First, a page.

• Evaluate CellProlog, if defined for a given cell (LS: CellProlog is an option for the cell which defines a piece of code to evaluate, not a function of the input).

  • Evaluate CellEvaluationFunction, if defined for a given cell

    • In a StandardForm or TraditionalForm cell, CellEvaluationFunction is applied to the BoxData expression representing the input to be evaluated.
    • In an InputForm cell, it is applied to the string corresponding to the input to be evaluated.

    LS: In all cases, this is a function which is applied to the input (string or boxes). At this point, one can divert the entire evaluation loop as one wants, including evaluations not involving Mathematica kernel at all (e.g. code in other languages, processed externally. See this excellent answer by WReach for the exposition of the possibilities this offers).

    All the steps below assume the default CellEvaluationFunction, which is Identity

  • Read in input (LS: in a string or boxes form, presumably depends on the cell type).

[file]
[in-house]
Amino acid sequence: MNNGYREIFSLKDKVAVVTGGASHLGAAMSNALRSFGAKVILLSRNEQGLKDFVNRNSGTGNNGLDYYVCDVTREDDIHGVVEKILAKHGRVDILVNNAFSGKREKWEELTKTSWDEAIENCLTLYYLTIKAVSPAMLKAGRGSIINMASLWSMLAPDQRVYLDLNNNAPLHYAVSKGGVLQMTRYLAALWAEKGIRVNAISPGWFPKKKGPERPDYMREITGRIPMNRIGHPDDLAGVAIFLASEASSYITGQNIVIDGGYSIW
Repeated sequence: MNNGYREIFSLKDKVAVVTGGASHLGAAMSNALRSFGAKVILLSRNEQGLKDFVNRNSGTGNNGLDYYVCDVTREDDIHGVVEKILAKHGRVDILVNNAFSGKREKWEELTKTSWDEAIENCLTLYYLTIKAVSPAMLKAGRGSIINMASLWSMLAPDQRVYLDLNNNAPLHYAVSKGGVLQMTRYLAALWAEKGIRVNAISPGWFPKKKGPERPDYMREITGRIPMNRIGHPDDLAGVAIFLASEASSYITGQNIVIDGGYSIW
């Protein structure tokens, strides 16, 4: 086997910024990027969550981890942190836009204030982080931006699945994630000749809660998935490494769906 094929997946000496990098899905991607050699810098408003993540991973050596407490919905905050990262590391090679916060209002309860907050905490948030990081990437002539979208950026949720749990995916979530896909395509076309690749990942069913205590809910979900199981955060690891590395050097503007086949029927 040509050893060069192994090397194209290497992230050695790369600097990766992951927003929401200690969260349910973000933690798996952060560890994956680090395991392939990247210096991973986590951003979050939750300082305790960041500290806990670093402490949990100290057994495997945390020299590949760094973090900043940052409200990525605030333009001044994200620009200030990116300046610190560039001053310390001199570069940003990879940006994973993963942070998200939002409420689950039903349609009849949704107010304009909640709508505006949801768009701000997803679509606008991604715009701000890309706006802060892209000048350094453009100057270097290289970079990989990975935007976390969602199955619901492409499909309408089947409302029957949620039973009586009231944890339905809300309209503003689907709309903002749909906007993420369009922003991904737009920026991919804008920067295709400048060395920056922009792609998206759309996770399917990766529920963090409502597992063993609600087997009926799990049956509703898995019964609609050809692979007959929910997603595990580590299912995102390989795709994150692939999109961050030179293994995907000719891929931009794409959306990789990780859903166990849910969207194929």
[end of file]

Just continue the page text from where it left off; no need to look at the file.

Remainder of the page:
• Apply $PreRead function, if defined, to the input string (LS: also for a box expression if an input is read as boxes. Note that if CellEvaluationFunction has been defined and still calls the kernel to evaluate the result, then $PreRead is applied to the result of CellEvaluationFunction execution).

  • Print syntax warnings if necessary.

  • Apply $SyntaxHandler function if there is a syntax error.

  • LS: Call MakeExpression to create an expression from boxes

  • LS: As a part of expression creation, call $NewSymbol on every new symbol to be created, then create that symbol. The choice of context where the symbol is created is based on the current (at the time of symbol's creation) values of $Context and $ContextPath. Obviously, cell and notebook contexts, when enabled, must be communicated to the kernel as a part of the cell evaluation process. That this is indeed the case, you can confirm by evaluating $Context variable in such a cell. How and at which stage this is done I don't know, perhaps someone will add this info.

  • Assign InString[n].

  • Apply $Pre function, if defined, to the input expression.

  • Assign In[n].

  • Evaluate expression which is a process with many steps as explained at here.

  • Apply $Post function, if defined.

  • Assign Out[n], stripping off any formatting wrappers.

  • Apply $PrePrint function, if defined.

  • Assign MessageList[n] and clear $MessageList.

  • Print expression, if it is not Null.

  • Increment $Line.

  • Clear any pending aborts.

  • Evaluate CellEpilog, if defined for a given cell.

3 Added a note on symbol's contexts
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2 Added a sub-section on Notation package
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1